A question that often arises in the employment setting is whether an employer can change the terms of an agreement it has with its employee(s) without giving any consideration for such a change. In Boswell v. Panera, LLC, Case No. 16-3230 (8th Cir. Jan. 5, 2018), the Eighth Circuit Court of Appeals, which includes Missouri recently held that Panera Bread breached the contractual obligations it owed to its general managers after Panera placed a cap on previously agreed to management bonuses.
As part of a bonus program designed to attract and retain management, Panera asked its general managers to sign employment agreements that provided for bonuses to be paid after five years. In order to be eligible for the bonus, the employee had to be a manager under the program at the time when the bonus became payable. The amount of the bonus depended significantly on how profitable the respective manager’s restaurant was during the final two years of the five-year agreement.
In 2010, after Panera determined that the structure of the bonus plan was going to be too costly to carry out, it capped the bonuses at $100,000. Though there were no complaints at the time of the change, several years later, in 2014, two of the managers brought a class action lawsuit against Panera for breach of contract and fraud, along with individual claims for fraud and unjust enrichment.
Panera asserted it had not breached its contract because the employees agreed to the cap verbally, they continued to work after being notified about the cap, and that putting the cap in place was necessary as a result of the economic downturn.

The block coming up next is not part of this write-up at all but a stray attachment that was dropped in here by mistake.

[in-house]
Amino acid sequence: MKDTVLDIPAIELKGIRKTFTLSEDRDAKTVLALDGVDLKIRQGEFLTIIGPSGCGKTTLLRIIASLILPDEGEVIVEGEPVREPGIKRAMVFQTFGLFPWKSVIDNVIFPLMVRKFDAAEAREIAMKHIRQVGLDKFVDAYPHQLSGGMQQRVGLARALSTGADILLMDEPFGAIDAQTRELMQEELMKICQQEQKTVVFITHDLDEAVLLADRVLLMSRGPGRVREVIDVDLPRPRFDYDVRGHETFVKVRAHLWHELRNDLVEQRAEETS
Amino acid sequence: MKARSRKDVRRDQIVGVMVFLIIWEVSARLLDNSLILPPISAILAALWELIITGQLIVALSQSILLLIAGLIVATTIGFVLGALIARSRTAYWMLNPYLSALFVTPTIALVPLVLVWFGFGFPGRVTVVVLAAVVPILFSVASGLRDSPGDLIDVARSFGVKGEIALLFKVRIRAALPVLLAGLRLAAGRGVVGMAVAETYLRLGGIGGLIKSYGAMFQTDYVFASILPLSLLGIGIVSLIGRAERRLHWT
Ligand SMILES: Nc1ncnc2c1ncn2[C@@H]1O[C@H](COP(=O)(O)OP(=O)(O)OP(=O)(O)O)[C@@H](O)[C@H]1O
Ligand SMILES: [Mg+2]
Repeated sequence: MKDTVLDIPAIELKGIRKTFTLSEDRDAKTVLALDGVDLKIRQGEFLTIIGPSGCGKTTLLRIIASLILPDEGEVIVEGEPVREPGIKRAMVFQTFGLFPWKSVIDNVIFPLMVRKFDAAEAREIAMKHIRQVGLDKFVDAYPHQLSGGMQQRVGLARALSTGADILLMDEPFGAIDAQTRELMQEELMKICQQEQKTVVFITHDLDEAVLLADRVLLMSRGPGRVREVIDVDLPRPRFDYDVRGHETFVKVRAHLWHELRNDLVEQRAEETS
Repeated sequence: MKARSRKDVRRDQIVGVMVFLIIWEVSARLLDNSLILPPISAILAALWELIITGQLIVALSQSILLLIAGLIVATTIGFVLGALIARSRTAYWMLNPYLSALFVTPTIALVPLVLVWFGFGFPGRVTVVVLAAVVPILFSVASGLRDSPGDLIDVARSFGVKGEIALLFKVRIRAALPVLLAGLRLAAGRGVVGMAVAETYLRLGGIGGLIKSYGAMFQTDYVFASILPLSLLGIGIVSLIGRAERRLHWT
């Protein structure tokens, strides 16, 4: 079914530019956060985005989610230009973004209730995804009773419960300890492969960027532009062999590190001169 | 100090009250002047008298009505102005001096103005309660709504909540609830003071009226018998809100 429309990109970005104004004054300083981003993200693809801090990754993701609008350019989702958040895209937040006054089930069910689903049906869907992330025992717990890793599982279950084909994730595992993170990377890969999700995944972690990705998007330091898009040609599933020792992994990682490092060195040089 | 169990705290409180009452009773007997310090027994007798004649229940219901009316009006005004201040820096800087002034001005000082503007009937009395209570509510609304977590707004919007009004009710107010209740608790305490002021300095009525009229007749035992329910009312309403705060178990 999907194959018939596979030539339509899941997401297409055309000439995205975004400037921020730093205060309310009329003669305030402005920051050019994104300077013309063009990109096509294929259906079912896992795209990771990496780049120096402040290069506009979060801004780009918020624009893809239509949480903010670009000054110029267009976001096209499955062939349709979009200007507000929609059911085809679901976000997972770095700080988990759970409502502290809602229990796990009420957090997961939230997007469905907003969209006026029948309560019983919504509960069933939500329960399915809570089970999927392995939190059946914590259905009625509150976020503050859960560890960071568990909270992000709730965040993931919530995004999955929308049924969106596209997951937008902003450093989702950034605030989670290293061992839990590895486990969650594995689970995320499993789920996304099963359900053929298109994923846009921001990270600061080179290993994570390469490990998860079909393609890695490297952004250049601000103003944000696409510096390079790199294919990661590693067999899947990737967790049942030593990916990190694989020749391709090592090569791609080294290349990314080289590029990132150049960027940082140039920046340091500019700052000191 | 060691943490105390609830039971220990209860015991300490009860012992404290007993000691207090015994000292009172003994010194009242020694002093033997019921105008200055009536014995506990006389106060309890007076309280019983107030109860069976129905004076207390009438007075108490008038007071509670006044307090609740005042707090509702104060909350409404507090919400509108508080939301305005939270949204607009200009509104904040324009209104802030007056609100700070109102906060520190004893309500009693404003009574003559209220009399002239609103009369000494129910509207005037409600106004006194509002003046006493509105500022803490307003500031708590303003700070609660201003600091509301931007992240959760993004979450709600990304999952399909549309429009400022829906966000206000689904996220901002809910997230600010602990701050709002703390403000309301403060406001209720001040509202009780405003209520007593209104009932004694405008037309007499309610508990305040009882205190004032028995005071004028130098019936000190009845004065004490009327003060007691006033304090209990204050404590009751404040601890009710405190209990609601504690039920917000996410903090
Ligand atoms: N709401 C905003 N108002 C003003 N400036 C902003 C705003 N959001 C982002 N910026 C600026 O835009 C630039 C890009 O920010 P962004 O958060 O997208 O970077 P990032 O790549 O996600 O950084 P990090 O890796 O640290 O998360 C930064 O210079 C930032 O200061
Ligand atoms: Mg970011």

The trial court found that Panera breached its contract because the employees had substantially performed. The Eighth Circuit came to the same conclusion, although it took the trial court’s position to the next level, holding that Panera breached the contract because the employees began performance under the contract. Because the employment agreements were unilateral contracts, they were formed and became irrevocable when the offeror Panera received performance from the employees their continued employment in return for Paneras promise to pay the bonus.
Panera’s attempt to modify the employee’s compensation was not a valid substitution of the original contract or a novation because it was not accompanied by additional consideration. The Eighth Circuit also joined the trial court in rejecting Paneras argument that the managers accepted the terms of the new bonus structure by continuing to work without complaint. The court held silence is not automatically acceptance, and relied on the employee’s written acceptance of the terms set forth in the employment agreements. Finally, the court disagreed with Paneras commercial-frustration defense because the economic downturn was foreseeable and, therefore, it should have been addressed in the contract.
Employers should take care to make sure employment contracts and modifications thereto are accompanied by consideration. While an offer of employment can establish consideration, continued employment even if it is accompanied with a raise, may not. In Missouri, for example, continued employment will not constitute valid consideration. If operating in a jurisdiction that does not view continued employment as consideration, then employees must be offered something of value to which they would not otherwise have been entitled in connection with new or modified employment agreements or restrictive covenants (such as non-compete agreements).
The St. Louis employment attorneys at McMahon Berger have been representing employers across the country in labor and employment matters for over sixty years, and are available to discuss these issues and others. As always, the foregoing is for informational purposes only and does not constitute legal advice regarding any particular situation as every situation must be evaluated on its own facts. The choice of a lawyer is an important decision and should not be based solely on advertisements.